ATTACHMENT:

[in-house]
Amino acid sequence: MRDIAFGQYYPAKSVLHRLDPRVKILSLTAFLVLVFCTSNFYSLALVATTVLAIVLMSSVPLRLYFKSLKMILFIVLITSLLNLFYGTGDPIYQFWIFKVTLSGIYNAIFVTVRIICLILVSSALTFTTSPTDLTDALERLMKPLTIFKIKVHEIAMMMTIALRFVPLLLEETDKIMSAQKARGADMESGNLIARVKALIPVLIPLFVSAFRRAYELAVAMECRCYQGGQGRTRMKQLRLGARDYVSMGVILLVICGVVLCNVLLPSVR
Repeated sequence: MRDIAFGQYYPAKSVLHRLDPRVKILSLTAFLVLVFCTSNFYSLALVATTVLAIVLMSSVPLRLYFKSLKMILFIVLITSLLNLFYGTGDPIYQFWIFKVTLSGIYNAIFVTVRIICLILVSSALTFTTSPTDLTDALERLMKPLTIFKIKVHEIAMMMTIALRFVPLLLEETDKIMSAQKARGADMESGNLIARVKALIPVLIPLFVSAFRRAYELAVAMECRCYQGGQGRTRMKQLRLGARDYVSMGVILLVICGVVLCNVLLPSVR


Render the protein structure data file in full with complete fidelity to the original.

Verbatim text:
[in-house]
Amino acid sequence: MRDIAFGQYYPAKSVLHRLDPRVKILSLTAFLVLVFCTSNFYSLALVATTVLAIVLMSSVPLRLYFKSLKMILFIVLITSLLNLFYGTGDPIYQFWIFKVTLSGIYNAIFVTVRIICLILVSSALTFTTSPTDLTDALERLMKPLTIFKIKVHEIAMMMTIALRFVPLLLEETDKIMSAQKARGADMESGNLIARVKALIPVLIPLFVSAFRRAYELAVAMECRCYQGGQGRTRMKQLRLGARDYVSMGVILLVICGVVLCNVLLPSVR
Repeated sequence: MRDIAFGQYYPAKSVLHRLDPRVKILSLTAFLVLVFCTSNFYSLALVATTVLAIVLMSSVPLRLYFKSLKMILFIVLITSLLNLFYGTGDPIYQFWIFKVTLSGIYNAIFVTVRIICLILVSSALTFTTSPTDLTDALERLMKPLTIFKIKVHEIAMMMTIALRFVPLLLEETDKIMSAQKARGADMESGNLIARVKALIPVLIPLFVSAFRRAYELAVAMECRCYQGGQGRTRMKQLRLGARDYVSMGVILLVICGVVLCNVLLPSVR